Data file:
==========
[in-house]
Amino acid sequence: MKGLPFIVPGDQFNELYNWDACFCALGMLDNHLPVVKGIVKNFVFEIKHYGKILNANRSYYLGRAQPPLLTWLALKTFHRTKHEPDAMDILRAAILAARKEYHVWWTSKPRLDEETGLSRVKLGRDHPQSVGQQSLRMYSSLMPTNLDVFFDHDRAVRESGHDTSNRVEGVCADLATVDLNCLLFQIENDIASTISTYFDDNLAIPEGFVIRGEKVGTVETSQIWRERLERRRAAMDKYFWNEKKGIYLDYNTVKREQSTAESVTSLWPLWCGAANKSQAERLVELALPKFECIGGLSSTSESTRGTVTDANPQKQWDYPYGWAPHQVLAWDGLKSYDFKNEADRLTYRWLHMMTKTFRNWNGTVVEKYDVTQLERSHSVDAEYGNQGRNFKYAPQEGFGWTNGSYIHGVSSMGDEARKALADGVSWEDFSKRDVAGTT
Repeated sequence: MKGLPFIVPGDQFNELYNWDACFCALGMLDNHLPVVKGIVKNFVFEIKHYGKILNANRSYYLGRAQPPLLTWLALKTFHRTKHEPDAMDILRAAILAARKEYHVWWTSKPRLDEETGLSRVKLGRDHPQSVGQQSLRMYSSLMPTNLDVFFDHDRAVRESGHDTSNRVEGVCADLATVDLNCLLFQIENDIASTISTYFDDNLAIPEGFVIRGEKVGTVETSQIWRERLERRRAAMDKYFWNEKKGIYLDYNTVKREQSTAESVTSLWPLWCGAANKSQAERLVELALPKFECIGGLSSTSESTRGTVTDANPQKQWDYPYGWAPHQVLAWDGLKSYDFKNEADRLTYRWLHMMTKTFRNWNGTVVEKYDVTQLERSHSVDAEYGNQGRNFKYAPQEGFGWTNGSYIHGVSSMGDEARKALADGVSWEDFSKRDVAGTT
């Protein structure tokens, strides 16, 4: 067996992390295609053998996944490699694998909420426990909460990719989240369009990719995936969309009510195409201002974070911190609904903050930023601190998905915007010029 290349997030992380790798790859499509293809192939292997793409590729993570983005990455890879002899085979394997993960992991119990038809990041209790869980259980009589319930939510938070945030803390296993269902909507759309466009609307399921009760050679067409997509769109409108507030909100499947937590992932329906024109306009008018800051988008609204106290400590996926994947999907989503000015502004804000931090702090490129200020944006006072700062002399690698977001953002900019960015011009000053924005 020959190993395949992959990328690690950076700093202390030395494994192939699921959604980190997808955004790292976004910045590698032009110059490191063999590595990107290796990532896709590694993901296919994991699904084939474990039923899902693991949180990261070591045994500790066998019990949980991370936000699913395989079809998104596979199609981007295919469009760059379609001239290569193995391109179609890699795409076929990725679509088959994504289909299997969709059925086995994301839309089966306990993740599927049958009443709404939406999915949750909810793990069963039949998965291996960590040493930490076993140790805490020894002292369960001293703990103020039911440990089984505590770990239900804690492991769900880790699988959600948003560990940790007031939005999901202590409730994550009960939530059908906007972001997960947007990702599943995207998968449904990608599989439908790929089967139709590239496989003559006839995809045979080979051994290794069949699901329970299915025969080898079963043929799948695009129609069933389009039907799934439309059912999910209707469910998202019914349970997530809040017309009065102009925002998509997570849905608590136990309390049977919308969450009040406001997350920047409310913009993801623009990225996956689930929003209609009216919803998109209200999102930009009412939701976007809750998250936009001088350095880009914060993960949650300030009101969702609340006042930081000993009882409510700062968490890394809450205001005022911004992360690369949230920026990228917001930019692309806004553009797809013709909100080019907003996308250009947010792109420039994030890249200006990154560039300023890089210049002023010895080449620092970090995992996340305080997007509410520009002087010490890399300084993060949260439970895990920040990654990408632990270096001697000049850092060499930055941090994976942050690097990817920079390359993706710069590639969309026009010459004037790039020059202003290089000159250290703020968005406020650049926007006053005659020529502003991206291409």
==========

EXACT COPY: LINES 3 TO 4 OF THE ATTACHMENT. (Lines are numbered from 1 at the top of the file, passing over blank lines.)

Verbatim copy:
Repeated sequence: MKGLPFIVPGDQFNELYNWDACFCALGMLDNHLPVVKGIVKNFVFEIKHYGKILNANRSYYLGRAQPPLLTWLALKTFHRTKHEPDAMDILRAAILAARKEYHVWWTSKPRLDEETGLSRVKLGRDHPQSVGQQSLRMYSSLMPTNLDVFFDHDRAVRESGHDTSNRVEGVCADLATVDLNCLLFQIENDIASTISTYFDDNLAIPEGFVIRGEKVGTVETSQIWRERLERRRAAMDKYFWNEKKGIYLDYNTVKREQSTAESVTSLWPLWCGAANKSQAERLVELALPKFECIGGLSSTSESTRGTVTDANPQKQWDYPYGWAPHQVLAWDGLKSYDFKNEADRLTYRWLHMMTKTFRNWNGTVVEKYDVTQLERSHSVDAEYGNQGRNFKYAPQEGFGWTNGSYIHGVSSMGDEARKALADGVSWEDFSKRDVAGTT
């Protein structure tokens, strides 16, 4: 067996992390295609053998996944490699694998909420426990909460990719989240369009990719995936969309009510195409201002974070911190609904903050930023601190998905915007010029 290349997030992380790798790859499509293809192939292997793409590729993570983005990455890879002899085979394997993960992991119990038809990041209790869980259980009589319930939510938070945030803390296993269902909507759309466009609307399921009760050679067409997509769109409108507030909100499947937590992932329906024109306009008018800051988008609204106290400590996926994947999907989503000015502004804000931090702090490129200020944006006072700062002399690698977001953002900019960015011009000053924005 020959190993395949992959990328690690950076700093202390030395494994192939699921959604980190997808955004790292976004910045590698032009110059490191063999590595990107290796990532896709590694993901296919994991699904084939474990039923899902693991949180990261070591045994500790066998019990949980991370936000699913395989079809998104596979199609981007295919469009760059379609001239290569193995391109179609890699795409076929990725679509088959994504289909299997969709059925086995994301839309089966306990993740599927049958009443709404939406999915949750909810793990069963039949998965291996960590040493930490076993140790805490020894002292369960001293703990103020039911440990089984505590770990239900804690492991769900880790699988959600948003560990940790007031939005999901202590409730994550009960939530059908906007972001997960947007990702599943995207998968449904990608599989439908790929089967139709590239496989003559006839995809045979080979051994290794069949699901329970299915025969080898079963043929799948695009129609069933389009039907799934439309059912999910209707469910998202019914349970997530809040017309009065102009925002998509997570849905608590136990309390049977919308969450009040406001997350920047409310913009993801623009990225996956689930929003209609009216919803998109209200999102930009009412939701976007809750998250936009001088350095880009914060993960949650300030009101969702609340006042930081000993009882409510700062968490890394809450205001005022911004992360690369949230920026990228917001930019692309806004553009797809013709909100080019907003996308250009947010792109420039994030890249200006990154560039300023890089210049002023010895080449620092970090995992996340305080997007509410520009002087010490890399300084993060949260439970895990920040990654990408632990270096001697000049850092060499930055941090994976942050690097990817920079390359993706710069590639969309026009010459004037790039020059202003290089000159250290703020968005406020650049926007006053005659020529502003991206291409």